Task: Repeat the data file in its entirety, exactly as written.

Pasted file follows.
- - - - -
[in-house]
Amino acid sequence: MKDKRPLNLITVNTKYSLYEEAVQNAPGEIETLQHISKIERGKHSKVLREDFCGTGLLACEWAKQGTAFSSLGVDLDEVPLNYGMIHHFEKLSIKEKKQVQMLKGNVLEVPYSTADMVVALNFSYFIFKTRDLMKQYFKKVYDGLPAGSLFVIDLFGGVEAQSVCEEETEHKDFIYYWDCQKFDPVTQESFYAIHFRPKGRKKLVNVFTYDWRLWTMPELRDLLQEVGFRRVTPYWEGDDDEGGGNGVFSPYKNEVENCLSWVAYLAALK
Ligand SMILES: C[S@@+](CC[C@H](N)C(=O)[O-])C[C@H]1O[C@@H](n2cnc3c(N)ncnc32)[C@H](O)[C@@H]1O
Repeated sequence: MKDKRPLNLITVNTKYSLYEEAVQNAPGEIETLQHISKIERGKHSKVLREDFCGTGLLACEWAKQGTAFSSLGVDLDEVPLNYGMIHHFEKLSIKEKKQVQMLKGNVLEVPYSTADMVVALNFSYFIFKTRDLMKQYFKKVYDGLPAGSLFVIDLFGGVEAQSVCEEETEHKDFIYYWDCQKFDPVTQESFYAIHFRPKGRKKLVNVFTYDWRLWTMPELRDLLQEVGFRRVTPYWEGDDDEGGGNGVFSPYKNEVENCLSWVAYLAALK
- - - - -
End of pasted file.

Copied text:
[in-house]
Amino acid sequence: MKDKRPLNLITVNTKYSLYEEAVQNAPGEIETLQHISKIERGKHSKVLREDFCGTGLLACEWAKQGTAFSSLGVDLDEVPLNYGMIHHFEKLSIKEKKQVQMLKGNVLEVPYSTADMVVALNFSYFIFKTRDLMKQYFKKVYDGLPAGSLFVIDLFGGVEAQSVCEEETEHKDFIYYWDCQKFDPVTQESFYAIHFRPKGRKKLVNVFTYDWRLWTMPELRDLLQEVGFRRVTPYWEGDDDEGGGNGVFSPYKNEVENCLSWVAYLAALK
Ligand SMILES: C[S@@+](CC[C@H](N)C(=O)[O-])C[C@H]1O[C@@H](n2cnc3c(N)ncnc32)[C@H](O)[C@@H]1O
Repeated sequence: MKDKRPLNLITVNTKYSLYEEAVQNAPGEIETLQHISKIERGKHSKVLREDFCGTGLLACEWAKQGTAFSSLGVDLDEVPLNYGMIHHFEKLSIKEKKQVQMLKGNVLEVPYSTADMVVALNFSYFIFKTRDLMKQYFKKVYDGLPAGSLFVIDLFGGVEAQSVCEEETEHKDFIYYWDCQKFDPVTQESFYAIHFRPKGRKKLVNVFTYDWRLWTMPELRDLLQEVGFRRVTPYWEGDDDEGGGNGVFSPYKNEVENCLSWVAYLAALK